Workshop: Investigating the Impact of Mixed Precision on Correctness for a Large Climate Code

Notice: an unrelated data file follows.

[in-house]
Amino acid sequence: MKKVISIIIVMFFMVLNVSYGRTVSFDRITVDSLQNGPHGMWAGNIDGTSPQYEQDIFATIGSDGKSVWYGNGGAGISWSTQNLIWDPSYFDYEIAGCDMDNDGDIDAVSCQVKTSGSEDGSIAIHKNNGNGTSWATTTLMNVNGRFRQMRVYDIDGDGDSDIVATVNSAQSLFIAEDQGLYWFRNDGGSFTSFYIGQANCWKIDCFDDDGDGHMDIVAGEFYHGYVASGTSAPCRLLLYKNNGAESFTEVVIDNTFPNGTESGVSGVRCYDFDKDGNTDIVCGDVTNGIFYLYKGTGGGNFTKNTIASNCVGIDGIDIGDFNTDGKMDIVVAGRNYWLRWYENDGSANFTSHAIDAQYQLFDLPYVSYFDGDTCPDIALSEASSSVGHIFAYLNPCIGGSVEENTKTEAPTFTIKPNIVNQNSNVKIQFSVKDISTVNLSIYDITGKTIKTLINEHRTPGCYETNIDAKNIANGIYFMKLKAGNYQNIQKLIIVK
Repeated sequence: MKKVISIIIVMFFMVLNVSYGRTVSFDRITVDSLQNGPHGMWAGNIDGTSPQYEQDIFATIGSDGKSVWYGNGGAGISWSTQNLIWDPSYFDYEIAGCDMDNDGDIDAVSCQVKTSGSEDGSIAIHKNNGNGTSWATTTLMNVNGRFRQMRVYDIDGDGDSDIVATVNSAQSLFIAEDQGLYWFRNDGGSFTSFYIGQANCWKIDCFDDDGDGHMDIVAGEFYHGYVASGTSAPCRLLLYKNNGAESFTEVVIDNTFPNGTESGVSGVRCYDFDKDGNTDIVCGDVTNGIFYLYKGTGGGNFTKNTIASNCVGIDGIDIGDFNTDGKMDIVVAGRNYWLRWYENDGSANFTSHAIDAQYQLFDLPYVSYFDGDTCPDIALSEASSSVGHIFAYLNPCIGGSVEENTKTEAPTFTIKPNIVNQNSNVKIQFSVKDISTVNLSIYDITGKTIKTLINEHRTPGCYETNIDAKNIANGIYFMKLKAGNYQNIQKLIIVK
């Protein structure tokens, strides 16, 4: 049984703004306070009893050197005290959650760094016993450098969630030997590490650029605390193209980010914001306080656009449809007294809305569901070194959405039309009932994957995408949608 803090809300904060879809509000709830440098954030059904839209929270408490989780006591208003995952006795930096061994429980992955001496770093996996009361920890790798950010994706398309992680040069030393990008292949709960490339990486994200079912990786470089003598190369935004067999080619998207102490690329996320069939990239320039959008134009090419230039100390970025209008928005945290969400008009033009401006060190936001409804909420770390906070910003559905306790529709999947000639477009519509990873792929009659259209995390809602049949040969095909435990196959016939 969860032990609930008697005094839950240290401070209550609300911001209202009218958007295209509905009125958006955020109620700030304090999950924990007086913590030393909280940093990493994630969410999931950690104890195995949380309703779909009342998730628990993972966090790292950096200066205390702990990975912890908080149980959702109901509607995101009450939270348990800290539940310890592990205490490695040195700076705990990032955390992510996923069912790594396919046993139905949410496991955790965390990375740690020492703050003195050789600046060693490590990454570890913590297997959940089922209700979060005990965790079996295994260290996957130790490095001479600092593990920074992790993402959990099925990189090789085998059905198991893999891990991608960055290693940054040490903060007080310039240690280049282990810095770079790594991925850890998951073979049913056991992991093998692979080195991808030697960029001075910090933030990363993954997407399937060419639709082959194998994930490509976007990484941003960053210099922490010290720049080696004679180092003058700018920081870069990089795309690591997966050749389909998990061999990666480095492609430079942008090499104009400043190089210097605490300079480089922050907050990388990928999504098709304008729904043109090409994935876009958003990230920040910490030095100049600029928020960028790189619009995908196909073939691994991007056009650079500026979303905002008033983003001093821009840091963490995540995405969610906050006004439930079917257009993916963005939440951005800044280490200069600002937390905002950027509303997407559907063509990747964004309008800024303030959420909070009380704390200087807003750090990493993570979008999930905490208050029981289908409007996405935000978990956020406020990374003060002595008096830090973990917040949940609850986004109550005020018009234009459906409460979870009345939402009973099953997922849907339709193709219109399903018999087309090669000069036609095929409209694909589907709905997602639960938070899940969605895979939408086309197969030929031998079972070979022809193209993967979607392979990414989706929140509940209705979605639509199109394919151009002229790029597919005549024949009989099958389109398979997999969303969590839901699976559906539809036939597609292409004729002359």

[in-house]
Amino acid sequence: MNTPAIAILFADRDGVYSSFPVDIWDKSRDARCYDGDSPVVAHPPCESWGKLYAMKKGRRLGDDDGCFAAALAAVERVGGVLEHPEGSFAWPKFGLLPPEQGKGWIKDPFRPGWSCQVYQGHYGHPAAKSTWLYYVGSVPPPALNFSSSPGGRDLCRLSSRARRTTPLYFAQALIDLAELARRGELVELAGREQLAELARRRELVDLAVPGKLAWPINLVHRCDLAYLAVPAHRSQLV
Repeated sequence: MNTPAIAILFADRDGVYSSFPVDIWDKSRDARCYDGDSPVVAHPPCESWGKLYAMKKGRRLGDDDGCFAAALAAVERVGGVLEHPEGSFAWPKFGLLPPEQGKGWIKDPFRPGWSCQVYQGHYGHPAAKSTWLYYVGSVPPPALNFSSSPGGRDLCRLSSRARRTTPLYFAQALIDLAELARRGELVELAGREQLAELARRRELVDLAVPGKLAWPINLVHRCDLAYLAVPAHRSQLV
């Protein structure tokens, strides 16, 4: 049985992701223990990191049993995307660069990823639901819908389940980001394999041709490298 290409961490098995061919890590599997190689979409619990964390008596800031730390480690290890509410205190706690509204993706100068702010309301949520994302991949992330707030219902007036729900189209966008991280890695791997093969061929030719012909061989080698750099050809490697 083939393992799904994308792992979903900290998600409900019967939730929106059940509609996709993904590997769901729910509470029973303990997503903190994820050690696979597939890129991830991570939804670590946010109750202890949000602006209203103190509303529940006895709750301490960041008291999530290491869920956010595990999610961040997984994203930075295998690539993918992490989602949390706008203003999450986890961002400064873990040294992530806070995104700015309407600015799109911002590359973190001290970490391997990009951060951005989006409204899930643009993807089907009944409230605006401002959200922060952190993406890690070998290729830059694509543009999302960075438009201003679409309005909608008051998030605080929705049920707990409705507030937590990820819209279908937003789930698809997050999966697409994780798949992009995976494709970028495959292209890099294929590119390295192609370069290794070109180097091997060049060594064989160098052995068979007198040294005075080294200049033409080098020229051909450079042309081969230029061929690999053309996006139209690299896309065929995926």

Abstract: Earth system models (ESMs) are computationally expensive and represent many complex processes on a wide range of scales from molecular to global. Certain ESM computations require high-precision while others, such as atmospheric microphysics (e.g., precipitation) which are approximated by bulk properties, should not. As such, atmospheric microphysics models are prime candidates for conversion to single-precision, which afford distinct computational and memory advantages over typical double-precision numbers. However, care must be taken as indiscriminate type casting to single precision can result in numerical instability and divergent output when applied naively. In this work we relate our experiences attempting to improve the performance of the Morrison-Gettelman microphysics package (MG2) in a popular ESM by modifying it to compute in single precision without sacrificing correctness. We find that modification of the entire MG2 package to compute with single-precision floats achieves a respectable performance increase but does not appear to be correct in terms of maintaining consistency with double-precision MG2. On the other hand, narrowing the scope of our conversion to a couple expensive subprograms yields more satisfying results in terms of correctness but with negligible overall performance improvement. We evaluate correctness with both an objective statistical tool and traditional approaches more familiar to climate scientists. While we are still working toward our ultimate goal of improving the performance of MG2 without negatively affecting model output, we believe that our experiences may be helpful to other groups pursuing similar goals.